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Israeli couple arrested for spying after taking photos of Turkish president’s home

Israeli couple arrested for spying after taking photos of Turkish president’s home
They were formally arrested pending trial for ‘political and military espionage’ by an Istanbul court

Three people, including a married Israeli couple, have been arrested for espionage after the couple took photographs of the Turkish president’s residence in Istanbul.

According to Turkey’s official news agency, Anadolu Agency, reported that the pair and another Turkish national were arrested after police received a tip-off that they were photographing Turkish President Recep Tayyip Erdogan’s nearby home from the Camlica radio and television tower on the Asian side of Istanbul.

An employee working in the tower told police they were taking the pictures from the tower’s restaurant earlier this week.

They were formally arrested pending trial for “political and military espionage” by an Istanbul court.

The suspects were taken in for questioning and later “grilled” by officials of Istanbul’s chief public prosecutor’s office, Anadolu Agency said.

They were formally arrested pending trial for “political and military espionage” by an Istanbul court.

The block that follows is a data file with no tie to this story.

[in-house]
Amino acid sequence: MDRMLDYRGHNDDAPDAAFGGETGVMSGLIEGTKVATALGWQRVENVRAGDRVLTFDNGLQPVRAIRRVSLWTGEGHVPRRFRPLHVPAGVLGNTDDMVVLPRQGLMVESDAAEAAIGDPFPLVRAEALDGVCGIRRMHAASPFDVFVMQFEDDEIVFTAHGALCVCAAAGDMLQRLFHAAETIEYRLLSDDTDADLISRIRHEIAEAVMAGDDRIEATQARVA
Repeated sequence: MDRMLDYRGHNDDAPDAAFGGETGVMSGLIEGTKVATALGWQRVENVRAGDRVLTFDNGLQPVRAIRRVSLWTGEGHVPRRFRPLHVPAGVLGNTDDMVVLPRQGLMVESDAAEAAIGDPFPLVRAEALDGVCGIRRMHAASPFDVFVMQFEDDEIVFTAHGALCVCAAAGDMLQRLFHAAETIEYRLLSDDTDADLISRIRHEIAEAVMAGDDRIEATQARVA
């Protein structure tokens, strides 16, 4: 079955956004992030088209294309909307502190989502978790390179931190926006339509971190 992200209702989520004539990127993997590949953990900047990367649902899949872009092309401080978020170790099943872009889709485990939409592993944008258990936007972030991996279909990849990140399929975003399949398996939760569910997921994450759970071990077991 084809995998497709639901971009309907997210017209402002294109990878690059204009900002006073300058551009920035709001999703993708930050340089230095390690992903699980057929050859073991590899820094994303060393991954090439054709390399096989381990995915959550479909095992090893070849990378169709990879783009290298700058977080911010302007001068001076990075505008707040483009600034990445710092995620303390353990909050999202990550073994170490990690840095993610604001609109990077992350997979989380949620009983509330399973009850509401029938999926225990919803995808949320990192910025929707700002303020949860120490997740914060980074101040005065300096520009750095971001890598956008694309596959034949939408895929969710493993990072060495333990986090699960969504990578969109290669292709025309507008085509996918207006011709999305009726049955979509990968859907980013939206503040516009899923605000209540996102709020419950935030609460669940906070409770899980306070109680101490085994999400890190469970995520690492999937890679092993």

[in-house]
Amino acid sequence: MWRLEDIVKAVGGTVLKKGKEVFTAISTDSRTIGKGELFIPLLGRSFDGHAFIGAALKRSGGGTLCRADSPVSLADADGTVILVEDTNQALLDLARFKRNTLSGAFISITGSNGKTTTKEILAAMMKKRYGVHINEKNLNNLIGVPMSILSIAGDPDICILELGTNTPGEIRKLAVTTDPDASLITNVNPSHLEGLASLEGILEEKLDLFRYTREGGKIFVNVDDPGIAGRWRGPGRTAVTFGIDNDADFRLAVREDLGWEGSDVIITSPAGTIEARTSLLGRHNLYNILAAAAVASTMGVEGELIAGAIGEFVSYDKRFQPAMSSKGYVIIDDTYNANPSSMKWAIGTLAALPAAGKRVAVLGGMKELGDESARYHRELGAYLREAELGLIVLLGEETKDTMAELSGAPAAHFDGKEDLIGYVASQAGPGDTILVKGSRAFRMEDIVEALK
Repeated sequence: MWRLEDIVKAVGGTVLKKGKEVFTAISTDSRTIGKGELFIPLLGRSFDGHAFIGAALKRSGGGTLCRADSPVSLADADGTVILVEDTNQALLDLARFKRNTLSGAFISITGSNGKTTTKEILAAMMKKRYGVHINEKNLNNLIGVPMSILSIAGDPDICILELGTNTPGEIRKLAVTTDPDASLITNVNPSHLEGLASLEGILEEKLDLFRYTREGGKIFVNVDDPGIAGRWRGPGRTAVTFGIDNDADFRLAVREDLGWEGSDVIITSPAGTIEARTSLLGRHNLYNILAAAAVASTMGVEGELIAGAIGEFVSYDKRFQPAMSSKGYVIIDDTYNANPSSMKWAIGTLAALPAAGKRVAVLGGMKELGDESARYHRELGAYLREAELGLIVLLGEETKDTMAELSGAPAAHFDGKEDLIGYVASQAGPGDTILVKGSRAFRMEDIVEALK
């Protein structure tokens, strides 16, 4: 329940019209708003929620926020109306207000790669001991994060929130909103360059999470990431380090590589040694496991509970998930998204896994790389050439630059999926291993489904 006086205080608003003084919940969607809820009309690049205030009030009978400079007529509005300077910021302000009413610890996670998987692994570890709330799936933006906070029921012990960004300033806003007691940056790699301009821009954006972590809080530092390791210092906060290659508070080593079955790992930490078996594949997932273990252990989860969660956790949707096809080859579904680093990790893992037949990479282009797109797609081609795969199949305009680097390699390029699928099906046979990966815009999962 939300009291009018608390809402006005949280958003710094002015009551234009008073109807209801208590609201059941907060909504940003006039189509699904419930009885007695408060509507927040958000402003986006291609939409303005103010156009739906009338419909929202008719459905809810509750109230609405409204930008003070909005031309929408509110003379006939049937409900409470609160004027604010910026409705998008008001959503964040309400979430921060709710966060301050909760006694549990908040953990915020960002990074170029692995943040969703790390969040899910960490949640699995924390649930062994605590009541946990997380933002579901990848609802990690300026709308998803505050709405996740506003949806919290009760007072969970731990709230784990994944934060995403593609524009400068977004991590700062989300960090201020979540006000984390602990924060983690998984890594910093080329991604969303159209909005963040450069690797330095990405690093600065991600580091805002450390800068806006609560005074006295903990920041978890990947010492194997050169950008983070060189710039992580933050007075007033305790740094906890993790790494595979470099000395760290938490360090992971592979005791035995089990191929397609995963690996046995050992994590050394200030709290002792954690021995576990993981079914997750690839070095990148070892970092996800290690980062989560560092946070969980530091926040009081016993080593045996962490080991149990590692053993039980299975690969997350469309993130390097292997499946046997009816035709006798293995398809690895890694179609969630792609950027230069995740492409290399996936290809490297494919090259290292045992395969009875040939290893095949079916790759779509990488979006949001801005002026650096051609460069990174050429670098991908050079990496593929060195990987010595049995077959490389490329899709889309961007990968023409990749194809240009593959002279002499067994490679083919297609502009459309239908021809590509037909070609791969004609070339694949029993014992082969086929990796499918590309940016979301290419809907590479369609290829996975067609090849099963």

In a statement issued late on Friday, Israeli foreign minister Yair Lapid denied the couple work for an “Israeli agency”.

He said his department has been in regular contact with the pair and is trying to organise their release.

Mr Lapid reportedly spoke with the couple’s family and reassured them the Israeli foreign ministry had sought an urgent consular visit and was “acting on all levels to ensure their release,” the office added.

Israeli newspaper Haaretz identified the couple as Natalie and Mordi Oknin.

Citing their lawyer, it said they were taking photographs of the Ottoman-era Dolmabahce Palace while taking a ferry.

Parts of Dolmabahce, located on the city’s European side, are used as a presidential working office.

According to the Times of Israel, the couple’s lawyer said in a letter to Lapid: “It was an innocent act done in good faith, as a tourist act, and not as a ‘criminal’ act that justifies such an abusive act of detention.”

Additional reporting by AP